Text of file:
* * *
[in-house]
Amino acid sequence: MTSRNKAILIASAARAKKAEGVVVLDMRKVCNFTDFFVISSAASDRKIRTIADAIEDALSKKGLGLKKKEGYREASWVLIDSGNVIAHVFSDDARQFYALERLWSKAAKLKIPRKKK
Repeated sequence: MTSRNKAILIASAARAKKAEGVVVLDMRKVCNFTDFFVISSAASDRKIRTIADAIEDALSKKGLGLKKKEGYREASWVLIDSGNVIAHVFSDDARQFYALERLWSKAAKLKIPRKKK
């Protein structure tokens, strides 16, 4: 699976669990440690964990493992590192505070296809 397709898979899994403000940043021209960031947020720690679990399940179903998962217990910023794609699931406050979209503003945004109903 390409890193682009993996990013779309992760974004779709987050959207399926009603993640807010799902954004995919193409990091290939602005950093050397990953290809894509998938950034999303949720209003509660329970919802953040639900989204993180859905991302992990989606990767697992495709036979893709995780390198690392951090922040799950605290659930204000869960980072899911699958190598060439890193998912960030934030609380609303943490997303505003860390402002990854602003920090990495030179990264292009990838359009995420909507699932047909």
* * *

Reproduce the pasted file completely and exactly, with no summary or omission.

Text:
[in-house]
Amino acid sequence: MTSRNKAILIASAARAKKAEGVVVLDMRKVCNFTDFFVISSAASDRKIRTIADAIEDALSKKGLGLKKKEGYREASWVLIDSGNVIAHVFSDDARQFYALERLWSKAAKLKIPRKKK
Repeated sequence: MTSRNKAILIASAARAKKAEGVVVLDMRKVCNFTDFFVISSAASDRKIRTIADAIEDALSKKGLGLKKKEGYREASWVLIDSGNVIAHVFSDDARQFYALERLWSKAAKLKIPRKKK
């Protein structure tokens, strides 16, 4: 699976669990440690964990493992590192505070296809 397709898979899994403000940043021209960031947020720690679990399940179903998962217990910023794609699931406050979209503003945004109903 390409890193682009993996990013779309992760974004779709987050959207399926009603993640807010799902954004995919193409990091290939602005950093050397990953290809894509998938950034999303949720209003509660329970919802953040639900989204993180859905991302992990989606990767697992495709036979893709995780390198690392951090922040799950605290659930204000869960980072899911699958190598060439890193998912960030934030609380609303943490997303505003860390402002990854602003920090990495030179990264292009990838359009995420909507699932047909």